UK - The UK pensions market has adopted a pace of change more radical than that of any other major institutional market in the past 30 years, according to Rodger Smith, consultant at Greenwich Associates.
“While several aspects of the overall change, such as the shift to speciality management, which was stipulated by poor performance of balanced managers and has been underway for three or four years, others such as the move to customised benchmarks will get a hefty boost from the Myners Review,” said Smith.
Between April and May, 2001, Greenwich conducted a series of interviews with 425 officials at the largest UK pension funds. Interview topics included asset allocation, structure of investments, DC plans, compensation, and assessment of managers.
Some of the findings included:
-The use of speciality managers almost doubled in the past three years, from 40% of UK funds employing such managers in 1998 to 75% today. The rise was steep in just the past year, rising from 62% in 2000. Among funds with assets under £500m, usage of speciality managers rose from 35% in 1998 to 70% today. At local authorities, the jump was from 35% to 67%.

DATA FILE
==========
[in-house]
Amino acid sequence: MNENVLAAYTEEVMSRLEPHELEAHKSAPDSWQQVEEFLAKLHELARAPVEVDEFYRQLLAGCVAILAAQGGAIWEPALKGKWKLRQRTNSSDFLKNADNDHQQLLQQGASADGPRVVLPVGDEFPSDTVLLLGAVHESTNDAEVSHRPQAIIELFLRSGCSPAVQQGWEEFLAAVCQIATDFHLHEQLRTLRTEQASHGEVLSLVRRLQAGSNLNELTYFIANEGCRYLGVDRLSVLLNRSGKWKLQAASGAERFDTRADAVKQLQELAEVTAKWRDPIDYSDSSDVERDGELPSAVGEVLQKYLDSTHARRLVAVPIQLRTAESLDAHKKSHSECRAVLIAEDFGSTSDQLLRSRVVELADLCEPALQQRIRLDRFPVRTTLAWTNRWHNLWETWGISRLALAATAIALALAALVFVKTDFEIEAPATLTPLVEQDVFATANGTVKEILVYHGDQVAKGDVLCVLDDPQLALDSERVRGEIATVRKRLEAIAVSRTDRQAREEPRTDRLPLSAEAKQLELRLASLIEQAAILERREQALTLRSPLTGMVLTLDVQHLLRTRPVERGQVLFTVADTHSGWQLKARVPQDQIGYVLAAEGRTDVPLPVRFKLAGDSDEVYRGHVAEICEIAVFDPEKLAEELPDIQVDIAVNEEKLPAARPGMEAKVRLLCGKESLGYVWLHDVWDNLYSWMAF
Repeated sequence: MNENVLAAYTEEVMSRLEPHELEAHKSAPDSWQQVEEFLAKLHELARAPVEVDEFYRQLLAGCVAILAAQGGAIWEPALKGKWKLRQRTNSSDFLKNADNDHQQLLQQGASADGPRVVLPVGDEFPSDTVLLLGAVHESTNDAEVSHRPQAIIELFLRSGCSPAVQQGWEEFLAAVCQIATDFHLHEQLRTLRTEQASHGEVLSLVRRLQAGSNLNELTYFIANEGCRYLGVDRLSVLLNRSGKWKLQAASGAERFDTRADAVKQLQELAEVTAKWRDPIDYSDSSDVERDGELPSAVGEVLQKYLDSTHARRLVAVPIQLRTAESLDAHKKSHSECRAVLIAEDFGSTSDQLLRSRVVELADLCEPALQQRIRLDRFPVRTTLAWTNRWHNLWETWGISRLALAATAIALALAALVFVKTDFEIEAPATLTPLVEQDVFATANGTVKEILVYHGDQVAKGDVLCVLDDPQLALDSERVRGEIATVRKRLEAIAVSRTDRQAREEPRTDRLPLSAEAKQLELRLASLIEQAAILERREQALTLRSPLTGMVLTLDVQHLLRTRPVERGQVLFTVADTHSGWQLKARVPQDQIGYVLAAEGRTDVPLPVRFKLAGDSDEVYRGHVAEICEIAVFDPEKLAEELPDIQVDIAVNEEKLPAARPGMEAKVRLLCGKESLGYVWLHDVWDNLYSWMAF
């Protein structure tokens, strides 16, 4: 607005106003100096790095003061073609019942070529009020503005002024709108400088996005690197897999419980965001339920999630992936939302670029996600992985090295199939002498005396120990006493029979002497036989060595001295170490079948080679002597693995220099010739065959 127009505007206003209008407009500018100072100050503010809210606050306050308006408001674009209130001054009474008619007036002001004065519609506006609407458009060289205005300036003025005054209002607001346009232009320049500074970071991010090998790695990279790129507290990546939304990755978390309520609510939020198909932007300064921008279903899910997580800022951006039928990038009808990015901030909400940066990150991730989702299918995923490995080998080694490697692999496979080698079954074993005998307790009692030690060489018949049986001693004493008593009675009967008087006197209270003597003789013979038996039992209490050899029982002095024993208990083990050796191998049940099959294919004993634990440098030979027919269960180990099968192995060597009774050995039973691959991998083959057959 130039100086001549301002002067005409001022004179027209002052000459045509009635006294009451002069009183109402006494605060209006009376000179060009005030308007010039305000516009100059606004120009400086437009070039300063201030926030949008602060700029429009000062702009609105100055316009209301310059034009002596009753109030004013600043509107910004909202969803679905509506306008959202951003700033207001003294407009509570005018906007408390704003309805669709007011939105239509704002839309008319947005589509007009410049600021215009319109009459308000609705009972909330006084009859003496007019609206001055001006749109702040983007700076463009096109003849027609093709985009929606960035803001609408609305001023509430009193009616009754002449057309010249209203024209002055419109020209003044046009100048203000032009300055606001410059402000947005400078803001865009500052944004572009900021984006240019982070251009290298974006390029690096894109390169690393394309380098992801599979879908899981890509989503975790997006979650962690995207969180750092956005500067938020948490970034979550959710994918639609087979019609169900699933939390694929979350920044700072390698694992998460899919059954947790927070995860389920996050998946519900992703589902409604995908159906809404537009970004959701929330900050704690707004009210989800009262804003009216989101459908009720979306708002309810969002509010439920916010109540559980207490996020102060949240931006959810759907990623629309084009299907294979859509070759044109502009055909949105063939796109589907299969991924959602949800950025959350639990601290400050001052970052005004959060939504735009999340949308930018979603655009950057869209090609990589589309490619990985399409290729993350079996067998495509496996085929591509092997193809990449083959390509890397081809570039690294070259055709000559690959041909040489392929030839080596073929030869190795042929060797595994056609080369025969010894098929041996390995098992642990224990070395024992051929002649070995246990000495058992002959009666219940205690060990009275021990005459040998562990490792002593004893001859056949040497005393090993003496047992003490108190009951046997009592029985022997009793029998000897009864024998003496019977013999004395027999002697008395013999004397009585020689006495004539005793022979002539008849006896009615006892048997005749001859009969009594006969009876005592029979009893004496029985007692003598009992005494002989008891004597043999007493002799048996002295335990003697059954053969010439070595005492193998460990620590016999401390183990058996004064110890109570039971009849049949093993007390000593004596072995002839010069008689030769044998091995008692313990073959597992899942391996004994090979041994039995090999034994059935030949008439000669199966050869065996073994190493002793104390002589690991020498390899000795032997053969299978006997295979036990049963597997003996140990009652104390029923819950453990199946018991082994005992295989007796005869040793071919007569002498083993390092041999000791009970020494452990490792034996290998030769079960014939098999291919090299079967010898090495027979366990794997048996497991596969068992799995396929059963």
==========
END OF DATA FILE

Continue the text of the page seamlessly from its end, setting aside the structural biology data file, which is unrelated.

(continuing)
-Active domestic investment has dropped from 40% to 33% since 1996, and from 35% to under 33% in this 2000.
-Just 10% of funds expect their active domestic equity allocation to be greater by 2003, while 47% expect it to be lower. Only 6% expect their passive domestic equity proportion to be up in three years, and 39% expect it to be down.
-Over the past five years, fixed-interest investment in UK funds rose by half, from 14% to 21%. From 1998 to the end of 2000, the proportion of total assets invested in international equities climbed from just under 20% to 24%.
-Only 36% of UK funds employ customised benchmarks, as opposed to nearly 50% that use peer- or market-oriented benchmarks.
“The need for customised benchmarks is clearly underscored in the Myners Review,” added Smith.
“Funds should have benchmarks that relate to their specific situation, rather than to a market average or a peer group that probably has a different liability profile.”
Also, among large UK corporations, 39% provide defined contribution (DC) plans, up from 24% in 1998. A further 17% say they plan to add DC plans in the near future.
By Janet Du Chenne
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